Chris Taylor, a cartoonist with over 15 years experience working for a national newspaper and book illustrator, has recently branched out on his own to do freelance cartoon work. When an exciting opportunity came his way to collaborate with a pharmaceutical company to create characters for the company, Chris approached Arts Law for advice. Chris wanted to understand the contract he had been given, and how his rights were dealt with under it.
Arts Law’s pro bono lawyer, Moira McKenzie advised Chris that under the contract he was in fact giving away his copyright (a “copyright assignment”) and he needed to be comfortable with that and the fee in return. Artists need to appreciate that a copyright assignment means giving away control over the use of their work, and while this is something Arts Law generally does not encourage, sometimes it may be reasonable commercial practice, and of course for the right price.
Chris was also advised that as an artist he has the right to be named as creator (known as a “moral right”), but the contract was asking for his consent not to be named. He was advised that if he wished to be credited, then he should not give this consent. It is important for artists to understand their “moral rights”, and to be aware of how a contract might impinge upon those rights – in particular, being aware of a contract under which you consent to not being credited. If being credited is important to an artist, and understandably so, then artists should stand firm on this.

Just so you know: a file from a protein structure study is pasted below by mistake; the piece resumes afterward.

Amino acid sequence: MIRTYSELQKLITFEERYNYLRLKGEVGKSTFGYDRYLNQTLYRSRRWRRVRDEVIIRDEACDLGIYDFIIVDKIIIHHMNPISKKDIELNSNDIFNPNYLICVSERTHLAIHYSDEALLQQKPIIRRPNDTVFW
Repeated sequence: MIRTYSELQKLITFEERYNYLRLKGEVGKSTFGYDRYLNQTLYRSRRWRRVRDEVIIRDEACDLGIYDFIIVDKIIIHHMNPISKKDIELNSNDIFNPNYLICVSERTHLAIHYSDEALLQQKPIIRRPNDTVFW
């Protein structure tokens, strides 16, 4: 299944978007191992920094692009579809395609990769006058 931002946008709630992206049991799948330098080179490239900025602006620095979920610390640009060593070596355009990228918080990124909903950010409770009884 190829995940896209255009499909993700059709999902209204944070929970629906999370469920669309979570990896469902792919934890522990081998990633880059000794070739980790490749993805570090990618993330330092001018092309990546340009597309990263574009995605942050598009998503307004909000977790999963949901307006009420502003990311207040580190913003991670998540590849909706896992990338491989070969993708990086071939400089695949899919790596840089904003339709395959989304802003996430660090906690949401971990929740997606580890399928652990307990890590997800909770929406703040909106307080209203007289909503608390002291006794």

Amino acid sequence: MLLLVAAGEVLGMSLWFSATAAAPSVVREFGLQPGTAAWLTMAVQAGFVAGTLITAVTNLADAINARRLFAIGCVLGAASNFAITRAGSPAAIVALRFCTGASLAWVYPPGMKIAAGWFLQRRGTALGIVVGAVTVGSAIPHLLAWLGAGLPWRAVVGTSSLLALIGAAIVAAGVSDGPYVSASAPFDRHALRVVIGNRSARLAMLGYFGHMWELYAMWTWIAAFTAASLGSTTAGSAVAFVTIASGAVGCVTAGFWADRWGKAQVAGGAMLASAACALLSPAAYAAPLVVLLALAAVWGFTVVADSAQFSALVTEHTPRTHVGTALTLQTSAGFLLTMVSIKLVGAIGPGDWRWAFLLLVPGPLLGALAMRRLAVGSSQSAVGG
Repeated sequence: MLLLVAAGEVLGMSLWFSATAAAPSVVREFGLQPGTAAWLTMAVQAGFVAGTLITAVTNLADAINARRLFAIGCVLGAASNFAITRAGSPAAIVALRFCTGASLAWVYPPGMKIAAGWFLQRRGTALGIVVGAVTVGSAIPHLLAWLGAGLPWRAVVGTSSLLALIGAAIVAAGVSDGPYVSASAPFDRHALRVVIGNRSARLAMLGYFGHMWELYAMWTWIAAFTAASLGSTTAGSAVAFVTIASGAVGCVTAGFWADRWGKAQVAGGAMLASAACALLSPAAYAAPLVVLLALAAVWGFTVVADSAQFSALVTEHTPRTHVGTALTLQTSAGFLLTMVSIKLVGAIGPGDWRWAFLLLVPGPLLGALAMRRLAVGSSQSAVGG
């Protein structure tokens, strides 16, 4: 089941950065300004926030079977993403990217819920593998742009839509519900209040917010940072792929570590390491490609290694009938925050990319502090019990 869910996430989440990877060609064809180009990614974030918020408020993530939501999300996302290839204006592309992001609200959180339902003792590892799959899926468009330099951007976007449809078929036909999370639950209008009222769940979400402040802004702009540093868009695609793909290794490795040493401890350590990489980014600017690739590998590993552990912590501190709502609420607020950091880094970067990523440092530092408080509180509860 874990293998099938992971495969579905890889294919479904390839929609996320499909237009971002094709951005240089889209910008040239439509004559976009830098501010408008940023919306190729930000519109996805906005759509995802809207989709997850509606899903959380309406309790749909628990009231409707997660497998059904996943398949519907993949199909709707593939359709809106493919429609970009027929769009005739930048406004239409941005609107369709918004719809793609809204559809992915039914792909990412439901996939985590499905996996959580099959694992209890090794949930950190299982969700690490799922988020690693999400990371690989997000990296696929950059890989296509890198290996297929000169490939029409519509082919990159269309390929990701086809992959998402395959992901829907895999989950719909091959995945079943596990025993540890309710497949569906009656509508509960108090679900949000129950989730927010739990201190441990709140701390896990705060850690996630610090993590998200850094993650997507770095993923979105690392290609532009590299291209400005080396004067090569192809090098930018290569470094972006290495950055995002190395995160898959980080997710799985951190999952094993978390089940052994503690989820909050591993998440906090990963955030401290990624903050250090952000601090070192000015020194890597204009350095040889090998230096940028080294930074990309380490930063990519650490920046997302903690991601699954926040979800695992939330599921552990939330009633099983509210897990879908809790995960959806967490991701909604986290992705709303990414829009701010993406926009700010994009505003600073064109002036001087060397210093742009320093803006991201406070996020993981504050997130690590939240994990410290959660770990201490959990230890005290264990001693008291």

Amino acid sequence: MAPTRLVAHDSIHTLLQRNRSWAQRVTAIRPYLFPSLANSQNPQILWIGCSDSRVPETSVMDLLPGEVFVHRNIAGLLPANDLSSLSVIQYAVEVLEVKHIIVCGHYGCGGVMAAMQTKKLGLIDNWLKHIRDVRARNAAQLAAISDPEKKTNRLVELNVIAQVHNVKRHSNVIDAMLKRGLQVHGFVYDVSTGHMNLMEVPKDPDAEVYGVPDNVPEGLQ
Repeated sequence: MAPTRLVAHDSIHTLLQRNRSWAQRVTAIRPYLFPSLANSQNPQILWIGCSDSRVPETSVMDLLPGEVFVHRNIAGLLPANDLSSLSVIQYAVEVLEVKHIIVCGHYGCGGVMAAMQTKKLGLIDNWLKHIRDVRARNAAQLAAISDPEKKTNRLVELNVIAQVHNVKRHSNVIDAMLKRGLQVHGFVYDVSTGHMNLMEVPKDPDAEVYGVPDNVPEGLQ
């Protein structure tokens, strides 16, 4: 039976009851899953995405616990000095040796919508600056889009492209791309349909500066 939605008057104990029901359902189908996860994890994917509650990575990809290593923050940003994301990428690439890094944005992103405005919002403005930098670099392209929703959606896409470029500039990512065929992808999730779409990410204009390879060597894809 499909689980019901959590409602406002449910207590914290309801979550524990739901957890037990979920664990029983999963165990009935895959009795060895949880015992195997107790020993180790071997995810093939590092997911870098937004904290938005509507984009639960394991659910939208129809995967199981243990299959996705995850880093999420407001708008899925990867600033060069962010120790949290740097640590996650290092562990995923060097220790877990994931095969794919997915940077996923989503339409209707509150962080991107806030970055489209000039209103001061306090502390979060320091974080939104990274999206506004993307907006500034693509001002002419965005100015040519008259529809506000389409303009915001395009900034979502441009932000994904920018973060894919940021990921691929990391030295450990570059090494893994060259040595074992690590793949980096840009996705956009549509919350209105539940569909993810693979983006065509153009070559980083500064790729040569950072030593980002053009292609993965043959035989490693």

Arts Law recently got in contact with Chris to see how he went with negotiating the contract following the advice. Chris told us that off the back of Arts Law’s advice he felt empowered to set the right fee in return for giving away his copyright. It was important for Chris to be able to negotiate for a higher fee, but maintain a positive relationship with the company. Chris said he was able to do this because he felt Arts Law had helped him understand his rights. We are thrilled to hear from Chris that he reached agreement on a higher fee and that he will be credited as creator. It’s also great to hear that the positive dealings have led to them exploring further opportunities for the use of Chris’ art.
In Chris’ words:
“This was not my area of expertise. I wanted to know where I stood. Arts Law helped me understand my rights and their advice gave me the confidence to ask for what I wanted and to stand my ground. Moving forward, I feel comfortable in further exploring business opportunities involving my art. Arts Law answered my questions and is a wonderful low cost service which I will continue to use and recommend to other artists and designers.”
It is so rewarding for Arts Law to hear about the positive impact of our advice.
Photo by Chris Taylor 2018.